John said that I need to search for God elsewhere, since there is a lot I don't know and a lot I haven't experienced, just like a small dot inside a large circle of knowledge. Yes, I agreed, I don't know that much and there are a great many things I haven't experienced. But all that I've learned and all that I've experienced leads me to think other than he does. If God created me with a brain then he should give this brain what it needs to believe, or point me in the right direction.

John argued that Christianity is the only faith where God comes down to save us, whereas in other religions man must climb up to God with good works, or what have you. I'm not sure that's true but I simply told him this only means the Christian faith is unique with a different story than the rest of them. This says nothing about which one is true since it can be equally be said of them all, that they all have unique religious stories.

Anyway, there is no convincing some people, so why bother? When he painted a picture of the bliss he awaits in heaven I have nothing that competes with that. As I argued elsewhere, atheism can't compete with the hopes and dreams of the Christian faith. That is, the truth cannot overpower such a heavenly vision of bliss--not very often, anyway. It takes people who really want to know if what they believe is true irrespective of their hopes and dreams.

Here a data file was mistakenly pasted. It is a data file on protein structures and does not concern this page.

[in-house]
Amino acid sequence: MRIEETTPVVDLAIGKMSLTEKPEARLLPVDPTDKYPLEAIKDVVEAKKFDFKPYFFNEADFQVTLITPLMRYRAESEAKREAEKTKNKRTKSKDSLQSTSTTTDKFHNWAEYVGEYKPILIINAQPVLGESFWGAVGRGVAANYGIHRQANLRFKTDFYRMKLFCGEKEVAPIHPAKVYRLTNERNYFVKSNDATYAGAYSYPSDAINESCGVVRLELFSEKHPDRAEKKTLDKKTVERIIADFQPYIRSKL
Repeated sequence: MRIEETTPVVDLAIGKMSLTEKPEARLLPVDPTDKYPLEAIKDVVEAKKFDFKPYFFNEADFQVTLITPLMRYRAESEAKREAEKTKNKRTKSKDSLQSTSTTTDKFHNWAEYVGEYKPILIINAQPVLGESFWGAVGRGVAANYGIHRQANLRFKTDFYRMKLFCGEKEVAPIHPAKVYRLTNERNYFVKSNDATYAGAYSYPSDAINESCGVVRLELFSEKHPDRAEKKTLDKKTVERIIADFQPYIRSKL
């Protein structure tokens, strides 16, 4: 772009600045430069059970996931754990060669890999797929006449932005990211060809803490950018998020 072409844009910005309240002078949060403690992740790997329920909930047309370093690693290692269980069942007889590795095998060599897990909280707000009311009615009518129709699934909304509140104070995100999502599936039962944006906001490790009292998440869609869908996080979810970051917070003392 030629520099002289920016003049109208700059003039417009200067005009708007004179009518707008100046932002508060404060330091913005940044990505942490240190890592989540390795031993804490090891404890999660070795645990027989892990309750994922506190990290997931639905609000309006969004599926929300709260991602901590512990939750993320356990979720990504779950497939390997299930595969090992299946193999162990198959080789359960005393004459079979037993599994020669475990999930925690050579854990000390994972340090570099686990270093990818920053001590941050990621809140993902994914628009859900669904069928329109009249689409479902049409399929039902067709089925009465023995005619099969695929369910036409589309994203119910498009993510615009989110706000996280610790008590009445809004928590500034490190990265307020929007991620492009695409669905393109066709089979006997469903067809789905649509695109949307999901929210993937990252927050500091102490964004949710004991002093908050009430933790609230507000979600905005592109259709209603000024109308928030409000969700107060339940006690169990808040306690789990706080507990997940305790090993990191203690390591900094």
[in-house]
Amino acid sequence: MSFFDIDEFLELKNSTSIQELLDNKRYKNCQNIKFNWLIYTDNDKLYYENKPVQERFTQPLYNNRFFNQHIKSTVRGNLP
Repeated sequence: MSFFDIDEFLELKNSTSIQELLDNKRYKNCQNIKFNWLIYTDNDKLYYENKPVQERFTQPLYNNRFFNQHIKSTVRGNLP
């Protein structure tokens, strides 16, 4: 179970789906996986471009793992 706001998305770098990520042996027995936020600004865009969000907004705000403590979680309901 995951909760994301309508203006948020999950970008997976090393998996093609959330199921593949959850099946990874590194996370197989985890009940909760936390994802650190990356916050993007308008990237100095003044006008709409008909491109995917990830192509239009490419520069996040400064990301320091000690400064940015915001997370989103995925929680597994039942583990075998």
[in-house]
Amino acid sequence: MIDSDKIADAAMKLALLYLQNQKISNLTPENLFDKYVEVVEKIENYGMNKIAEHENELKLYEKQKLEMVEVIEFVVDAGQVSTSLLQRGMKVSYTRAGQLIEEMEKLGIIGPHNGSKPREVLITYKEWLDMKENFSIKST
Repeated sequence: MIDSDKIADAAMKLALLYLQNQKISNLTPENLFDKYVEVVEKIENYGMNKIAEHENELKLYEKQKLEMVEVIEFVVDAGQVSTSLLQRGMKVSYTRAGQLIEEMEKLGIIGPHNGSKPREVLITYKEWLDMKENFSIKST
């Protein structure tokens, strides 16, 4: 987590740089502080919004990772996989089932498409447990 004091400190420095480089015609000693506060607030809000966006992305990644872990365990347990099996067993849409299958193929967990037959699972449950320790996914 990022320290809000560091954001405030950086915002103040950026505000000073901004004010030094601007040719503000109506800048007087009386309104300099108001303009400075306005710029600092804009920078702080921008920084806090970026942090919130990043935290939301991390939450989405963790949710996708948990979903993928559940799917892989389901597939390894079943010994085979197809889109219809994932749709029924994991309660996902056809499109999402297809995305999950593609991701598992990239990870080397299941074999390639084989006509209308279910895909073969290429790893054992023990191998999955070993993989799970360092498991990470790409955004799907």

Anyway, what a super nice guy he is, as well as Joanie (who comments here) and his wife Deborah. I value them all as friends and wish them the best. My arguments against Christianity are never personal with people. I have plenty of good Christian friends like them. (Rob R., who comments here is another one).

Joanie told me with a heartfelt concern that many people were praying for me. Okay, I guess. Have at it if it makes you feel better. Just yesterday a pastor friend named Dan Johnson at the Kalkaska Church of Christ, in Kalkaska, Michigan, where I was a Youth Minister myself, told me my former church was praying for me too. Fine, I guess. Isn't it odd that these Christians care for me more than God does who can change my mind if he wanted too?

I like them. I wish them all well. Friends can be friends and respect one another even though we are poles apart. I like that. But they are wrong for so many reasons I don't have the time nor space here to get into this further. My reasons can be found in my books.